I’ll be honest, I’m a sucker for a game set in Canada. When I first looked up Kôna: Day One, I was pretty sure I would enjoy myself; a first person adventure game, with a narrative driven story, “an interactive tale” and the very first game from Canadian developers Parabole. Even if I’m not a huge adventure game fan, I figured the environment would be fun to explore and maybe have an interesting story. Plus, who doesn’t want to run around in sub-zero temperatures with snow gusting everywhere?
You are Carl Faubert, war veteran, private investigator; you’ve traveled far from home, to Atamipek Lake, in order to take a case from wealthy entrepreneur W. Hamilton. That’s about all you need to hear from me; I don’t want to reveal too much about the story (not that I know much) and I can’t compare to the dramatic voice over work that tells the narrative. I loved searching for things to interact with just to hear how the action would be portrayed by the narrator.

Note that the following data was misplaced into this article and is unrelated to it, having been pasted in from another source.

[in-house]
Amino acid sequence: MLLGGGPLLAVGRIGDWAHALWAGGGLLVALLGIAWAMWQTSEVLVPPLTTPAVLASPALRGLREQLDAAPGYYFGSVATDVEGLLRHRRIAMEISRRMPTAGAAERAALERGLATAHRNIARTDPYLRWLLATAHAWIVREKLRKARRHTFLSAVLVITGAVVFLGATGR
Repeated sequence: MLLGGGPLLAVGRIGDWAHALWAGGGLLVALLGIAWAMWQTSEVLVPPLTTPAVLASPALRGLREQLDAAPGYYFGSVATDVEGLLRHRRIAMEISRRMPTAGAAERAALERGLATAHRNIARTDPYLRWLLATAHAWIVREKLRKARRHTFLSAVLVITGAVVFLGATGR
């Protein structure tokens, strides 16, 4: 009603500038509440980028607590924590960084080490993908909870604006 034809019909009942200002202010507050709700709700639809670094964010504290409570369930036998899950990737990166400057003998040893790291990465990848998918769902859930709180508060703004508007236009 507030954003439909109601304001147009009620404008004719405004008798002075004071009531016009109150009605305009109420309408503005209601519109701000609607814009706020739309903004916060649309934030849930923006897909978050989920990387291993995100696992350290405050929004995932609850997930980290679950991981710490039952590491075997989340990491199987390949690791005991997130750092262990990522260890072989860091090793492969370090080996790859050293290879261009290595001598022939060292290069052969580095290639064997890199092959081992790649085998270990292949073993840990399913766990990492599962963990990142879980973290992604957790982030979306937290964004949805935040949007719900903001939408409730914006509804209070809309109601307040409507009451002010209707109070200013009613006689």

It was so thrilling for me to run around as Faubert, through the trees and brush of this frozen lake side town. The tall trees would make me feel small, small wood sheds by the side of a house would remind me of the importance of heat in northern Quebec; it all keeps you grounded in the world around you. All the little touches really hooked me, such as a Jacques Lemaire hockey card that I found in someone’s house.
The only problems I’ve had with the game, are how frequently it crashes and the initially long load time; by which I mean, I’m enjoying playing it so much that my inability to do so had become frustrating. The game is still very much in development and the developers are already working on fixing them, so I can see these being fixed in future patches.
Kona: Day One is just the first act in a four act arc, each boasting 2 to 5 hours of gameplay. I’m looking forward to getting into it and to all potential updates to Atamipek Lake from the team at Parabole, hopefully I’ll see what’s in store for Faubert.
Cody Lockhart is a content writer for AYBOnline.com. His opinions are his own.